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Chapter 9 - Language and Thought

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April M

on 5 March 2015

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Transcript of Chapter 9 - Language and Thought

photo credit Nasa / Goddard Space Flight Center / Reto Stöckli
Language and Thought
Language and Communication
Concepts and Categories
Rational Choice Theory
Decision Making
Means-Ends Analysis
Problem Solving
Transforming Information
a system for communication with others using signals that convey meaning
a set of rules that specify how the units of language can be combined to produce meaningful messages
combined according to
The smallest units of sound that are recognizable as speech rather than as random noise
Phonological rules
Indicate how phonemes can be combined to produce speech sounds
combined according to
structure of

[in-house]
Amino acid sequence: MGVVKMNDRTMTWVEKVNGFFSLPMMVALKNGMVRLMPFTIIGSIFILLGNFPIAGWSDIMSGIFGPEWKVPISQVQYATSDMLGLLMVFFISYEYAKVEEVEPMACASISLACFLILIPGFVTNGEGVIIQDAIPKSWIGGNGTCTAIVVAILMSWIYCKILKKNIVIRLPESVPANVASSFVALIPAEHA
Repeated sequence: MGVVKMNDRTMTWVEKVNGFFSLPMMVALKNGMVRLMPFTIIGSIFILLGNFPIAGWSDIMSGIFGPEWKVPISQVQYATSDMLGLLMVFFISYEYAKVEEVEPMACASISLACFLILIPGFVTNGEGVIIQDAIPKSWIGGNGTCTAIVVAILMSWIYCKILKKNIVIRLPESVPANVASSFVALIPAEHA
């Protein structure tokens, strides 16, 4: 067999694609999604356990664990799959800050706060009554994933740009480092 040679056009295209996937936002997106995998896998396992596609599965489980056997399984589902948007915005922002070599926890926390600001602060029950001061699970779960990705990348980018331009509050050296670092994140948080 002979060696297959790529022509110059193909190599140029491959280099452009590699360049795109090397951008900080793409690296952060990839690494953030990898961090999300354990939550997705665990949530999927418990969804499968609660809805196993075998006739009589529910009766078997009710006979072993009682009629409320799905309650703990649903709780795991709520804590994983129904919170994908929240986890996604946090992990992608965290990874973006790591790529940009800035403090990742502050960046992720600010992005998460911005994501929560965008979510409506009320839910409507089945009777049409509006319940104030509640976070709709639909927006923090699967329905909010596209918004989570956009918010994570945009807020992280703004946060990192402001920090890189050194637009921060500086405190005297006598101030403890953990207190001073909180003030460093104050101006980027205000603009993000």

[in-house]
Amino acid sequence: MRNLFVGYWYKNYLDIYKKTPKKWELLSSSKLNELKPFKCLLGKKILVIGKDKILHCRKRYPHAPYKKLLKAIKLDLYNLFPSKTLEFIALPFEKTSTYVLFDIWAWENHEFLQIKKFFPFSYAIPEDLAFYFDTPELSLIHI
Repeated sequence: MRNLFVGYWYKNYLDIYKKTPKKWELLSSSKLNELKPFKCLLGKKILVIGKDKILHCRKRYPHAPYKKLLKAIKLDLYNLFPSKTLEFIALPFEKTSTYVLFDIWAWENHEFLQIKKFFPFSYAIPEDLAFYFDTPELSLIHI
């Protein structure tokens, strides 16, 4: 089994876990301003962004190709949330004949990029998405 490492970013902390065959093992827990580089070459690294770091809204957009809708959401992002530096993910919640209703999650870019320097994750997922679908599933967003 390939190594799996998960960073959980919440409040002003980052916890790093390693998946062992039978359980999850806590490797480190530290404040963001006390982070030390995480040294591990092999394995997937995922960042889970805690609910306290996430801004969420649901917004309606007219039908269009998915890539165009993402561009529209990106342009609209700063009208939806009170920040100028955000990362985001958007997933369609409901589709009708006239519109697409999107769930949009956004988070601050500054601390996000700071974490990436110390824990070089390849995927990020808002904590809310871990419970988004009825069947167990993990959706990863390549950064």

Basic Characteristics
some English phonemes
combined into
The smallest meaningful units of language
result in

e 'to
away from'
e 'to
e 'to
e 'to
t 'to
Example of the English (function) Morpheme 'duc'
Morphological rules
Indicate how morphemes can be combined to form words
combined according to
Syntactical rules
Indicate how words can be combined to form phrases and sentences
lead to
Surface Structure
How a sentence is worded
Deep Structure
What a sentence means
The dog chased the cat.
The cat was chased by the dog.
Fast mapping
children map a word onto an underlying concept after only a single exposure
Telegraphic speech
Speech that is devoid of function morphemes and consists mostly of content words
development of
Language Milestones
Language is learned through reinforcement, shaping, extinction, etc
Language and Thought
Theories of Language Development
Language development is best explained as an innate, biological capacity
Although infants have innate ability for language, social interactions are crucial
Language acquisition device
a collection of processes that facilitate language acquisition
Language disorders
Genetic dysphasia
A syndrome characterized by an inability to learn the grammatical structure of language despite having otherwise normal intelligence